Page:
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Published on: Tuesday, May 14, 2024 read more ...

Matt L. Urban

Gravesite of Medal of Honor recipient Matt L. Urban

Section 7A, Grave 40

Lt. Col. Matt L. Urban (1919-1995) began his active duty Army service on July 2, 1941, when he reported to the 60th Infantry Regiment, 9th Infantry Division at Fort Bragg, North Carolina. During World War II, he served with this regiment during six campaigns in the Mediterranean and European theaters of operation, rising to the position of battalion commander. 

On June 14, 1944, Urban received a serious leg wound during combat in France. In mid-July, he was recuperating in a hospital in England when he learned that his unit had suffered significant casualties. He left the hospital and hitchhiked back to the 2nd Battalion command post near St. Lo, France. Under heavy enemy fire, he was wounded three more times in August and early September 1944, each time refusing evacuation until his battalion was secure.

One of Urban's men, Staff Sgt. Earl G. Evans, had served with him in Europe and Africa. When Evans was repatriated to the United States in July 1945, after being released from a German prisoner of war camp, he prepared a letter recommending Urban for the Medal of Honor. This letter was sent to the adjutant general of the Army, who forwarded it to the commanding general of the 9th Infantry Division, which was still in Europe at the time. Evans' letter apparently never reached the 9th Infantry Division, as a records search some 35 years later failed to turn up a clue as to any action that had ever been taken on the recommendation that Urban be awarded the Medal of Honor. A copy of the letter was filed in Urban's official records, however, and remained there until Urban submitted a request for information on the award in June 1978.

The Army Military Awards Branch reviewed Urban's official file, found Evans' original recommendation and began to reconstruct the events that the letter described. Because the Medal of Honor is the nation's highest decoration for valor, there must be detailed evidence of the act or acts of heroism performed — eyewitness statements or affidavits, as well as other documents from official records. In Urban's case, the task of obtaining sufficient evidence was considerably more difficult since the recommendation involved heroism performed more than 35 years ago.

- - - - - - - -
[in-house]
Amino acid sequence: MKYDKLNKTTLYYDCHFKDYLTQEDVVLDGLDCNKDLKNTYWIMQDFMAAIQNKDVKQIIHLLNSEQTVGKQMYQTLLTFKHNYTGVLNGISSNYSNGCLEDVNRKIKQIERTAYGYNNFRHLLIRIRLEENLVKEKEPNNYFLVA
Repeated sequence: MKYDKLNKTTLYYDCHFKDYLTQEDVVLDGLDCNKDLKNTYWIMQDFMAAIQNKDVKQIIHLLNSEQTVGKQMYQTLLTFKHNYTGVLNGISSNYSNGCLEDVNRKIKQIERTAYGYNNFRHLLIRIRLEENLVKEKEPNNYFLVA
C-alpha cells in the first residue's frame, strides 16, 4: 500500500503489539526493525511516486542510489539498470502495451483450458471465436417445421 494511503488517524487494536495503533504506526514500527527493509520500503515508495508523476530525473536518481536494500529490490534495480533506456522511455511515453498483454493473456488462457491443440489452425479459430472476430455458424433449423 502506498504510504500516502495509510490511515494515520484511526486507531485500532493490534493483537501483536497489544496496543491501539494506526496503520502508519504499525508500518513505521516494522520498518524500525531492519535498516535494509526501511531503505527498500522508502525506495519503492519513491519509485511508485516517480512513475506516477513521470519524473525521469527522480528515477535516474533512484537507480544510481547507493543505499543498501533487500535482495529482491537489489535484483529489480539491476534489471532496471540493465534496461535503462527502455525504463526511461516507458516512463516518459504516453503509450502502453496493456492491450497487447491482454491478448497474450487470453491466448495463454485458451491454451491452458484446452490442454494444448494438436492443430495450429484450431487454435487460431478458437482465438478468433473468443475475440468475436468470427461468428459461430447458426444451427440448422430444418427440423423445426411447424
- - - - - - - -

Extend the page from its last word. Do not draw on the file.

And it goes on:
As the Army Awards Branch assembled pieces of the puzzle, it became clear that Urban was an outstanding combat leader, highly esteemed by his men. The eyewitness statements, even many years later, showed a remarkable consistency. Each recounted Urban's fearlessness, concern for the welfare and safety of his men, and ability to inspire them to their best efforts.

Although Urban had received two Silver Stars for actions in Africa, his valorous actions in France and Belgium in 1944 had not previously been recognized with a military decoration for heroism, except for a Bronze Star for his actions on June 14, 1944. On July 10, 1980, the White House notified Lt. Col. Urban that he had finally received the Medal of Honor. President Jimmy Carter presented Urban with the medal on July 19, 1980 in a ceremony attended by several hundred guests, including 9th Infantry veterans who had served with Urban in combat. According to the citation: "Captain Urban's personal leadership, limitless bravery, and repeated extraordinary exposure to enemy fire served as an inspiration to his entire battalion. His valorous and intrepid actions reflect the utmost credit on him and uphold the noble traditions of the United States Army." 

Medal of Honor citation: